What makes this plotting system so great is that even though we have fixed it into the center of the Earth, it does not mean it’s completely fixed. If we were to land on another planet and needed to use the I Ching for consultation of any sort, we simply use the center of whatever planet we happen to land on as 000 and from that vantage point, all other designations in the space between that starting point and Heaven will be able to be plotted. It would be understood that the term ‘Earth’ or ‘Receptive’ would be a designation for any terra firma that we happen to find ourselves on. At the moment, it’s only Earth, but that could change, in which case, the I Ching can shift its base line to accommodate.
The I Ching shows this flexibility in the Ta Chuan, Chapter 7.2: “Heaven and Earth determine the scene, and the changes take effect within it.”
Chapter 4.4 in the same book states: “In it are included the forms and teh scope of everything in the heavens and on earth, so that nothing escapes it. In it all things everywere are complted, so that none is missing. Therefore by means of it we an penetrate the tao of day and night, and so understand it. Therefore the spirit is bound to no one place, nor the Book of Changes ot any one form.”
Now, plotting out the first point is fairly simple, and as I found out, to my delight and intense relief, there were others who had already done the hard work for me, folks without that dreaded mathephobia disease that I have—folks who swim and frolic through the waters of mathematics where I choke and drown.
Still, it is not easy. Their information is dense and requires much digestion. It’s a good thing my stomach has the constitution of a cow. I just keep chewing on the material over, and over, and over, until the stuff finally sinks in.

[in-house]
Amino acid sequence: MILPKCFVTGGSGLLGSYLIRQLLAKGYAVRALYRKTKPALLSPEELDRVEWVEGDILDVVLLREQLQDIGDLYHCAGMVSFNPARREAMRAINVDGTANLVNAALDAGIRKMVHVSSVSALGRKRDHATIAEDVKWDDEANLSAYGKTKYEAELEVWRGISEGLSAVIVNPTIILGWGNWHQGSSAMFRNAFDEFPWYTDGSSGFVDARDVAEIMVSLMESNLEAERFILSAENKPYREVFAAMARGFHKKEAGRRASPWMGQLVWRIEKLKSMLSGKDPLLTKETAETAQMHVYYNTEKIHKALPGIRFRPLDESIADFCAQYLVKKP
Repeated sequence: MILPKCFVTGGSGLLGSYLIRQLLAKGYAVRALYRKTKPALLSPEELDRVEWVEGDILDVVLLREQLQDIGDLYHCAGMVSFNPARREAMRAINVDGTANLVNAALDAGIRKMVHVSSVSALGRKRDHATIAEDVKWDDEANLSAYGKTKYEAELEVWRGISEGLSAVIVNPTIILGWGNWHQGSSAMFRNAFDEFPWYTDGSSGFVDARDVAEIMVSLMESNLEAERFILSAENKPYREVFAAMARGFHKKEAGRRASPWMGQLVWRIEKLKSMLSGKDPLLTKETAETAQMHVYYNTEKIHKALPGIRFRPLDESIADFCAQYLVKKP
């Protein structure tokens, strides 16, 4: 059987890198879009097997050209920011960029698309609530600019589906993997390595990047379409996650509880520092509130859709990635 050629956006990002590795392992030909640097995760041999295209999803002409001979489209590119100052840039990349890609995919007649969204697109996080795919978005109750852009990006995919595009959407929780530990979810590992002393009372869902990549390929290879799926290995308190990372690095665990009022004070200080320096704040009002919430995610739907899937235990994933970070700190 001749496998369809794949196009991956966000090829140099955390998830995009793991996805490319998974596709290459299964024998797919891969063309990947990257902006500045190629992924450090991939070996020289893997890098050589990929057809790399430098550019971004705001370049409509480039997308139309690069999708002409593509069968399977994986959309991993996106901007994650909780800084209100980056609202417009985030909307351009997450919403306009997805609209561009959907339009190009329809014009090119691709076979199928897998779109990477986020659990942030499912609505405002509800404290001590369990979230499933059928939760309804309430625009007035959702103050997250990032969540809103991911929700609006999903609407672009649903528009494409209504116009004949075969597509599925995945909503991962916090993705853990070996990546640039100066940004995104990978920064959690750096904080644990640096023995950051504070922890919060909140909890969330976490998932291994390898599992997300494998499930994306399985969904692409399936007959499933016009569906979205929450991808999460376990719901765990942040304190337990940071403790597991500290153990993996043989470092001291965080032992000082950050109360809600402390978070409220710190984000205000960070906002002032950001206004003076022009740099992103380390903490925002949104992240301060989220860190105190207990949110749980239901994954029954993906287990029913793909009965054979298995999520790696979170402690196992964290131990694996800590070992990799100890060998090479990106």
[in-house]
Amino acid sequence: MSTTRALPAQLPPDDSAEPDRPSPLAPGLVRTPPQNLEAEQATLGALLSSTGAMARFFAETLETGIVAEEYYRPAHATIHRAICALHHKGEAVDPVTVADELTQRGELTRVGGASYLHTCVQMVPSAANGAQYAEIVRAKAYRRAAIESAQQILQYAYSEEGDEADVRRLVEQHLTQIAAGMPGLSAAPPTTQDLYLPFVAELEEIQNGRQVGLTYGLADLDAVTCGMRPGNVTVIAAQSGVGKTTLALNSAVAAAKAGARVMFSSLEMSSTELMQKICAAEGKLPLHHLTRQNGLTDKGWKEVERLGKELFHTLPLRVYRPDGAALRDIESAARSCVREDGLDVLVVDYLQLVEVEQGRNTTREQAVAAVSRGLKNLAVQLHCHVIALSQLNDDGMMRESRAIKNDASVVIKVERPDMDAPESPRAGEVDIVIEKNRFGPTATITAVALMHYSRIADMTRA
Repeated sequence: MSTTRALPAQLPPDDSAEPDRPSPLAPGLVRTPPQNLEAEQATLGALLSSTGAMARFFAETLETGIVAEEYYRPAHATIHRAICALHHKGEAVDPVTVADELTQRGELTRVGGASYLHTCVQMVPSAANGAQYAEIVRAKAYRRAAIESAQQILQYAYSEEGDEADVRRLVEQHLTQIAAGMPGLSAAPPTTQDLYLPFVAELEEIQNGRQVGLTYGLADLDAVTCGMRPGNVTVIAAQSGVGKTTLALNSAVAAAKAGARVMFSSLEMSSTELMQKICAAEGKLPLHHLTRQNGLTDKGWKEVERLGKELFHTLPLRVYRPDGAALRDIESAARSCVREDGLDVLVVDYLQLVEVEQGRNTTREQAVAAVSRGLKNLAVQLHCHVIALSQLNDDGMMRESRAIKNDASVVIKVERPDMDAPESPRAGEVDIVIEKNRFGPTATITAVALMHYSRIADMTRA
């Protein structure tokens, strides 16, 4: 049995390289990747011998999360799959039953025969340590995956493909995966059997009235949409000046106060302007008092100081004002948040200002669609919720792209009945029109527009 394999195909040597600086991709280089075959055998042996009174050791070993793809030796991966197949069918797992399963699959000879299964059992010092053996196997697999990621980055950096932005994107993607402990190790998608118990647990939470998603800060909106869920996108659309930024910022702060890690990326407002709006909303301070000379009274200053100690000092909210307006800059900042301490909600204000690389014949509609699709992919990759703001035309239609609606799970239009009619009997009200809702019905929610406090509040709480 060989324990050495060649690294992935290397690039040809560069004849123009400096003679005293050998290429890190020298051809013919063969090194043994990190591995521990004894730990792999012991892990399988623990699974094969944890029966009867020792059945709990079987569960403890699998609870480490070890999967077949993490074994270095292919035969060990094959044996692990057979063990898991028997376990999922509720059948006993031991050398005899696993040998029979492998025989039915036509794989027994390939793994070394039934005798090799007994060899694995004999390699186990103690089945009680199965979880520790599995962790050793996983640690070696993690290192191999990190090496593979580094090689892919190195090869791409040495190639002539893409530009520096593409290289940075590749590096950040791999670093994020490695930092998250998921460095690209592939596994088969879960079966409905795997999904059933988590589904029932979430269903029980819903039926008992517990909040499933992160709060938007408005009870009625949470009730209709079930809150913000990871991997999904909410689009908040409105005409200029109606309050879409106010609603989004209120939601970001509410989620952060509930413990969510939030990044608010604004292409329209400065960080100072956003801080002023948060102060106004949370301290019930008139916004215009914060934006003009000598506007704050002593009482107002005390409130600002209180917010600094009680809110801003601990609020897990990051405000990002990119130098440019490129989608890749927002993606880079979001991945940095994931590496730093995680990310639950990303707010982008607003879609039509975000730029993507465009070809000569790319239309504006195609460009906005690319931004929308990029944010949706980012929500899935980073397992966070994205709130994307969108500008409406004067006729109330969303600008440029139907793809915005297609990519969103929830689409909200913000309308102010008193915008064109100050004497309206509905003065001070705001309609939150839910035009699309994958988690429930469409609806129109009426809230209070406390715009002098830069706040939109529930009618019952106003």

It sits alone in the middle of a hexagram because it is a single point on a 2D plane that starts the whole shebang. The reason for the hexagram shape is that there are six possible first level children that the Earth can spawn. More on that later.
Once we have fixed the position for Earth at the center of our planet, we can now designate a number set for Càn, the Creative Heaven. The number set is 111, but it can get as large as it wants to because we can fill the spaces in between with as much as we wish. This was clearly stated by Lao Tzu in the Tao Te Ching two thousand years ago: “The space between Heaven and Earth, Is it not like a bellows? Empty, and yet never exhausted. It moves, and produces more.”
If I didn’t say it before, I will say it now. Lao Tzu is freaking brilliant. All he had to look at were the same diagrams consisting of a bunch of little lines and dots that King Wen arranged in that weird formation that I was staring at. He also didn’t have a computer to run the numbers at all, but he described the I Ching’s shape as a multi-dimensional entity with the ability to adjust its size to any situation. Even back then, he knew it was not a two-dimensional entity.
Obviously, between these two are other layers of the diagram, but these two lay the foundation for everything else so they need to be established first. The rest are a bit more complicated and will take a little more time and space to talk about.
Next post, I will go into detail on the in-between levels so that we can begin to fill in the shape of the I Ching.
* I Ching. Book of Changes. Richard Wilhelm.